POLICE, housing groups and neighbourhood associations will join forces in Callosa de Segura to tackle squatting in the Costa Blanca town.
Callosa mayor, Manuel Martínez Sirvent, said that the new group had been set up to look at the issue as well as ways of curbing overcrowded homes, especially flats.
The commission members will look at how to take action against squatters and what kind of legal ground rules should be established.
The Policia Local and Guardia Civil will be represented on the body along with the Red Cross, property administrators, real estate agents and neighbourhood associations.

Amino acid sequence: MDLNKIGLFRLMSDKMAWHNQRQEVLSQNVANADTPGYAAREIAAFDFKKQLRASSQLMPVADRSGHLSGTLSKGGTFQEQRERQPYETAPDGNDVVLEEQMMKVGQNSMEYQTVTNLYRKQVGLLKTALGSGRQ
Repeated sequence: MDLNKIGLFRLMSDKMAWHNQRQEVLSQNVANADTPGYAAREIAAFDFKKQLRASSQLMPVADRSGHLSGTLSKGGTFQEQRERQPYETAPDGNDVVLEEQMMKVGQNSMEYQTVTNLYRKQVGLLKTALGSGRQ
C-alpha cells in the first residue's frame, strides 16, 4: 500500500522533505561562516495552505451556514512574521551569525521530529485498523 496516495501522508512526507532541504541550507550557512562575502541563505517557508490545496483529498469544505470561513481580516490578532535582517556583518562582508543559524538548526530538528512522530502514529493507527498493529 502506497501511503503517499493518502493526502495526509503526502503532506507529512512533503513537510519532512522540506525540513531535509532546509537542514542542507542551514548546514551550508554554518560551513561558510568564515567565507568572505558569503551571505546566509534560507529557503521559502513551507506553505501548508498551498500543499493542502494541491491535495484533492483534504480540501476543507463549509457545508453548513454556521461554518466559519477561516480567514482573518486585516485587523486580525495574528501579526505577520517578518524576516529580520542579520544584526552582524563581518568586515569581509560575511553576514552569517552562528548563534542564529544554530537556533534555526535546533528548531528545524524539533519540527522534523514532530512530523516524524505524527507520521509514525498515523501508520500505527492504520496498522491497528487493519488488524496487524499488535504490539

Manuel Martínez Sirvent said: “We have to be sensitive over any complicated situations especially if children are involved.”
A Callosa church administration group said that there is a serious problem with squatting in the municipality, which also leads to complaints from residents living next to illegally-occupied properties.
A group spokesman emphasised that squatting is not their only concern:
“Rental flats are overcrowded and this is a problem that must be sorted out because of health and safety issues.”
Estimates suggest that squatting has dramatically increased by 58 per cent in Spain since 2015 and there are around 100,000 properties illegally occupied across the country.